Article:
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eo: add the ability to get the size of object of a certain class.
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Authored by cedric on Dec 7 2018, 2:48 PM.

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Summary

Their was two different way to implement this, either like this with
a simple function that work on Efl_Class, or by a function on
Efl.Object. I leaned on the first one, but I could easily be convinced
it should be done on Efl.Object actually.

Depends on D7440

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Repository
rEFL core/efl
Branch
T7485-devs/cedric/caching_factory
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Lint OK
Unit
No Unit Test Coverage
Build Status
Buildable 8509
cedric created this revision.Dec 7 2018, 2:48 PM
segfaultxavi requested changes to this revision.Dec 8 2018, 12:46 AM

Looks like this method accepts both a class and an object. This should be explained in the doc.

Also, since this adds API, some tests would be nice.

src/lib/eo/Eo.h
939

@param, and start sentece capitalised

This revision now requires changes to proceed.Dec 8 2018, 12:46 AM
cedric updated this revision to Diff 17913.EditedDec 14 2018, 10:24 AM
cedric edited the summary of this revision. (Show Details)

I don't have much idea on how to write a useful test at all here. The size can change with pretty much every release (it can go up and down). The only thing I could test is if it is > 0, would that be useful ?

SanghyeonLee added a comment.EditedDec 16 2018, 10:51 PM

is this object support in parameter for backward compatibility?
if not,
why not we restrict parameter Efl_Class and other cases, user call efl_class_name(memory_size)_get(efl_class_get(obj))?
we could give this usage with some macros
or new API like,
efl_object_class_name_get
efl_object_class_memory_size_get

@SanghyeonLee The reason (at least) for efl_class_name_get to handle a object and class is, that it is super easy to get the name of a object in the debugger, p efl_class_name_get(obj) is easily possible without needing to chain multiple functions. However, a macro would not work in the debugger. I guess its pretty much the same thing here for this function :)

I don't have much idea on how to write a useful test at all here. The size can change with pretty much every release (it can go up and down). The only thing I could test is if it is > 0, would that be useful ?

Hmmm, you are right. Adding a check with a constant size would mean changing the test every time the classes (or objects) change size, which would be annoying, for sure. HOWEVER, this test would warn developers who have increased the class size inadvertently, which might be useful.
I don't know, I'll trust your opinion :)

segfaultxavi accepted this revision.Dec 17 2018, 8:28 AM
This revision is now accepted and ready to land.Dec 17 2018, 8:28 AM

I don't have much idea on how to write a useful test at all here. The size can change with pretty much every release (it can go up and down). The only thing I could test is if it is > 0, would that be useful ?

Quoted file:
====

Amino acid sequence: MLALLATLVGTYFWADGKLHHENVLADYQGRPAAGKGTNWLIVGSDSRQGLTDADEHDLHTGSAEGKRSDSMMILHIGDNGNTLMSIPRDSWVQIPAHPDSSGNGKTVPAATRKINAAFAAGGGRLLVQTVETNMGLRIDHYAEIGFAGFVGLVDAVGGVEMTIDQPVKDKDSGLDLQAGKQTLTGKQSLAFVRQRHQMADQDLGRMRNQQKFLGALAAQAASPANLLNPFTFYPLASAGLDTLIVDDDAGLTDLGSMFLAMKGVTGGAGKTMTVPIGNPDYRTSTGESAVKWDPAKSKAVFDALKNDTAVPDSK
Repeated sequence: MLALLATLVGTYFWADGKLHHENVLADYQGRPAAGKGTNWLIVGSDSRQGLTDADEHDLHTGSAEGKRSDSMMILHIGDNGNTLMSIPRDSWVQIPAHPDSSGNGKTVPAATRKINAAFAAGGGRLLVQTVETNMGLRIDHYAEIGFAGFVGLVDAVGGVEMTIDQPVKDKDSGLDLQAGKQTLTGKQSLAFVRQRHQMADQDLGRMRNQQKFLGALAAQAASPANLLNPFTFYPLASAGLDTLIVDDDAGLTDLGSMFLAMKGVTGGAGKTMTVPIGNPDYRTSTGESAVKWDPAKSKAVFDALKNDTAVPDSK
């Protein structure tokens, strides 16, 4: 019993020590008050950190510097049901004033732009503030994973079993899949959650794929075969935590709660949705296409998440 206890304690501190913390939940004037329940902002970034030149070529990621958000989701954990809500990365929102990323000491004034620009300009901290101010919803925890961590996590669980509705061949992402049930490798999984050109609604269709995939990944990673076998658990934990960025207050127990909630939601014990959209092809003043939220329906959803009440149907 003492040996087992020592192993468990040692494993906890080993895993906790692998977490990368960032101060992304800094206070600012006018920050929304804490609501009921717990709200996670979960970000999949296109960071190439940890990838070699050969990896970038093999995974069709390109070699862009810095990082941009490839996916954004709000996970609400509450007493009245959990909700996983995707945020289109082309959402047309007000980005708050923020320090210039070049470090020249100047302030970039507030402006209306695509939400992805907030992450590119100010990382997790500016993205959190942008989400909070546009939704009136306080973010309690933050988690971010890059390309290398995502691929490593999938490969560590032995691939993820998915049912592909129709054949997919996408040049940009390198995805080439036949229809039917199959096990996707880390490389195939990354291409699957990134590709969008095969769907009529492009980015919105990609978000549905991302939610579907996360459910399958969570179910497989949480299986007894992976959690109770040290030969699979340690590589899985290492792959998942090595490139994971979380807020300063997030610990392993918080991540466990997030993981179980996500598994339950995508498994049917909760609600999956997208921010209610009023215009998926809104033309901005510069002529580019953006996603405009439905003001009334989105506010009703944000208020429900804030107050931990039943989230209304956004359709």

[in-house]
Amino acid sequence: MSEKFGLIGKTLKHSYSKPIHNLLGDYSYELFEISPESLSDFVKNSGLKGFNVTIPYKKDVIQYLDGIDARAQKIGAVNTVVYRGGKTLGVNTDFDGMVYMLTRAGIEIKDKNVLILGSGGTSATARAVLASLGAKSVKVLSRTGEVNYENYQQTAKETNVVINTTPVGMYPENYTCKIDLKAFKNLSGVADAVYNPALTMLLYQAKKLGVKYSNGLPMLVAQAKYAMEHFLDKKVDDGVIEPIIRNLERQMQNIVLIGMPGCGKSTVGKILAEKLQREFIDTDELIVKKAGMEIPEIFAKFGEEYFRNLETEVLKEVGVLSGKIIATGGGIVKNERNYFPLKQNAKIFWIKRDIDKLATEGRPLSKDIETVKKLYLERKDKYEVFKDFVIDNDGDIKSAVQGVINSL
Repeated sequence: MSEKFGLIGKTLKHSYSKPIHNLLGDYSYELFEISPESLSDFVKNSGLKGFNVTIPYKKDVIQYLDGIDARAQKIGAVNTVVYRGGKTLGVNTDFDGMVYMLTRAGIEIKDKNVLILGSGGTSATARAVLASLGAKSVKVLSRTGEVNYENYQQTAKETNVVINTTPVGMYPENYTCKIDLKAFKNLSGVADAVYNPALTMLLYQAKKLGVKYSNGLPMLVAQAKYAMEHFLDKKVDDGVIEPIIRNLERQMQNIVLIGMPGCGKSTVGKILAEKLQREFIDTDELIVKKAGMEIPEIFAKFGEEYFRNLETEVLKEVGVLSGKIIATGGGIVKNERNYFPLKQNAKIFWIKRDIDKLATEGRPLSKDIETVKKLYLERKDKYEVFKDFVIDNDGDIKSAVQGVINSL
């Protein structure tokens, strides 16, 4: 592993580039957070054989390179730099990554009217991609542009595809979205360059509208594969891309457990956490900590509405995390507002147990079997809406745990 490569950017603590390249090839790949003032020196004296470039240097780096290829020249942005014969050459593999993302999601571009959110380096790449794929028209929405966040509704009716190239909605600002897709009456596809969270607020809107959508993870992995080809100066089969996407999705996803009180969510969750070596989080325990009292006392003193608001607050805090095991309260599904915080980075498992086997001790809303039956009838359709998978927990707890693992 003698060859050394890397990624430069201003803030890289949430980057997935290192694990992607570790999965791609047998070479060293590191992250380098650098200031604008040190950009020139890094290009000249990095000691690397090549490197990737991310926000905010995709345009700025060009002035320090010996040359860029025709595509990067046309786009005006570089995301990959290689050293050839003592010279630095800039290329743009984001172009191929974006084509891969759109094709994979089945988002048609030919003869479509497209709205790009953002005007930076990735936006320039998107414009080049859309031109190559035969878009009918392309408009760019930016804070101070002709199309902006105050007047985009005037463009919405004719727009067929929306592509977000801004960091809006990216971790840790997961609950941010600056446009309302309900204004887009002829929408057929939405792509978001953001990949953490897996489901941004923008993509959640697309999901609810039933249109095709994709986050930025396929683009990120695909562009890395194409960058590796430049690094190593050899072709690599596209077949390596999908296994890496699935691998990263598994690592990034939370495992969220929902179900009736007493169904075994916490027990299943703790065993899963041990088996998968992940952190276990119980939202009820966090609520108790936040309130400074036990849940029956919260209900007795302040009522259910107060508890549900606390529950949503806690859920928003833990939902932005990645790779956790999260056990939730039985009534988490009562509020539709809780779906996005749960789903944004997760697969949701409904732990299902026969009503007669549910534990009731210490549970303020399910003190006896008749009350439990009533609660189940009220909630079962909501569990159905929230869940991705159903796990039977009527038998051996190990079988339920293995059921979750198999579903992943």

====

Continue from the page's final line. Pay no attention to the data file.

Hmmm, you are right. Adding a check with a constant size would mean changing the test every time the classes (or objects) change size, which would be annoying, for sure. HOWEVER, this test would warn developers who have increased the class size inadvertently, which might be useful.
I don't know, I'll trust your opinion :)

That's an idea. I can write a test that check that the size is at max the current one. This would reduce the amount of time we have to deal with the test requiring an update and every time someone spend time optimizing EFL for size it could reduce that value just to make sure nobody is going to tractor is work. So will add a test along that line with a description of what is going on and why the test would break.

cedric updated this revision to Diff 18125.Dec 27 2018, 4:05 PM

Rebase.

raster added a subscriber: raster.Dec 28 2018, 2:27 AM

I don't have much idea on how to write a useful test at all here.

I would agree - it's not worth testing. What is the point of getting the size of just the obj_size - this is just the struct. it doesn't include sub-structs that are maybe allocated on the fly and so on... so from a profiling/debugging point of view it's not going to accurately reflect how much memory an object actually uses... ?

I would like to want to know why eo needs 'the ability to get the size of object of a certain class' ?

@kimcinoo - good question because getting size of the class doesn't get the size of every object as i mentioned above - you could store sub-structs, lists (and the list nodes and what they point to) strings etc. so every obj could be a different size. this just gets base absolute minimum size. i'm not so sure it's really a great and useful thing as any old malloc debugger can probably tell you this kind of info (with track trace to the allocation etc.). a proper "get the mem used now of THIS object to the best of its knowledge" is more useful IMHO. it would mean every class has to implement this (track its own allocations and add them up then ask parent class etc.) it'd be a lot of extra work though.

This revision was automatically updated to reflect the committed changes.